"This is exactly why we need Title II net neutrality protections that ban blocking, throttling, and censorship," said Evan Greer, campaign director of Fight for the Future, "If Ajit Pai's plan is enacted, there would be nothing preventing Comcast from simply blocking sites like Comcastroturf.com that are critical of their corporate policies," she added. "It also makes you wonder what Comcast is so afraid of? Are their lobbying dollars funding the astroturfing effort flooding the FCC with fake comments that we are encouraging Internet users to investigate?"
Could there be a better example to illustrate why ensuring strong Net Neutrality protections by regulating ISPs as common carriers is so important?
Q: Do you think [creating the internet] was your greatest accomplishment?
No. Getting it turned on was a big deal. Keeping it running for the last some odd years was an even bigger deal. Protecting it from hostile governments that want to shut it down and supporting new applications at a higher capacity are all evolutions. The evolution continues... I don't know if I can point to anything and say that's the biggest accomplishment. It's one big climb up the mountain.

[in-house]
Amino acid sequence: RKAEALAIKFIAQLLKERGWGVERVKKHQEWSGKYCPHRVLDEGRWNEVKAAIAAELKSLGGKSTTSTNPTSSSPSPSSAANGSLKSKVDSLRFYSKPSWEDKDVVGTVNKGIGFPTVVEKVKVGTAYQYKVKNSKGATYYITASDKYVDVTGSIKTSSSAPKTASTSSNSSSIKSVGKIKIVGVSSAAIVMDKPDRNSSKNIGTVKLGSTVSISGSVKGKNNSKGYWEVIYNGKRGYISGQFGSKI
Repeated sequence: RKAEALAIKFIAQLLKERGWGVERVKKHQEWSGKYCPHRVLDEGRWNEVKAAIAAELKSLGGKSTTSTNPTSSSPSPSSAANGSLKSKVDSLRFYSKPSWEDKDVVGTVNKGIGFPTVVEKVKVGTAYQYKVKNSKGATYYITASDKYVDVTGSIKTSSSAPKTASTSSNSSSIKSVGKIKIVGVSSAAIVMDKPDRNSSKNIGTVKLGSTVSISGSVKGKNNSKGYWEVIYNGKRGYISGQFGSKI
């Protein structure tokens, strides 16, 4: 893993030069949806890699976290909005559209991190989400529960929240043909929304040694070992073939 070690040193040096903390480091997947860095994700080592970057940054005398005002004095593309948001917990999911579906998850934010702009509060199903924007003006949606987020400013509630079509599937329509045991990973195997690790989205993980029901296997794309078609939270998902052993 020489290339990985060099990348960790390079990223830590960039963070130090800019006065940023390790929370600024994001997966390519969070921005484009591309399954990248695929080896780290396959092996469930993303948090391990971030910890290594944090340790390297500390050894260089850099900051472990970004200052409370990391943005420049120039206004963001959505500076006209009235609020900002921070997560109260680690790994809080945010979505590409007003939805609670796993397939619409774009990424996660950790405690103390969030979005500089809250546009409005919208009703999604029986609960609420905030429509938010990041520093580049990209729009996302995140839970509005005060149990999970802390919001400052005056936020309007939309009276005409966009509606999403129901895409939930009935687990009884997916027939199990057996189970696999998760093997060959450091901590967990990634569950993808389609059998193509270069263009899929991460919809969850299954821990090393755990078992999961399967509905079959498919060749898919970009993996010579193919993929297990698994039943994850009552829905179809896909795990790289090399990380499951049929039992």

Looking ahead to a future filled with AI, Cerf says "I worry about turning over too much autonomous authority to a piece of software," though he's not overly concerned, "not like Stephen Hawking or Elon Musk, who are alarmists about artificial intelligence. Every time you use Google search or self-driving cars, you're using A.I. These are all assistive technologies and I suspect this is how it will be used."
He also acknowledges that "I probably don't have another 50 years left, unless Ray Kurzweil's predictions come true, and I can upload my consciousness into a computer."
Bray's comments further corroborate a ZDNet report (and others) that showed unknown anti-net neutrality spammers were behind the posting of hundreds of thousands of the same messages to the FCC's website using people's names and addresses without their consent -- a so-called "astroturfing" technique -- in an apparent attempt to influence the results of a public solicitation for feedback on net neutrality. Speaking to reporters last week, FCC chairman Ajit Pai hinted that the agency would likely honor those astroturfed comments, nonetheless.
TorrentFreak calls the ransoming of movies "a worrying trend in 2017" that's "damaging the image of piracy further, if that was even possible."
Each party can nominate three experts -- though India's Aam Aaadmi Party is already complaining that there's too many terms and conditions. And party leader Sanjay Singh has said he also wants paper ballots for all future elections, arguing "All foreign countries like America, Japan, Germany and Britain have gone back to ballot paper."
Meanwhile, The Guardian reports that it's not till the end of the FCC's review process that "a final FCC vote will decide the future of internet regulation," adding that however they vote, "court challenges are inevitable."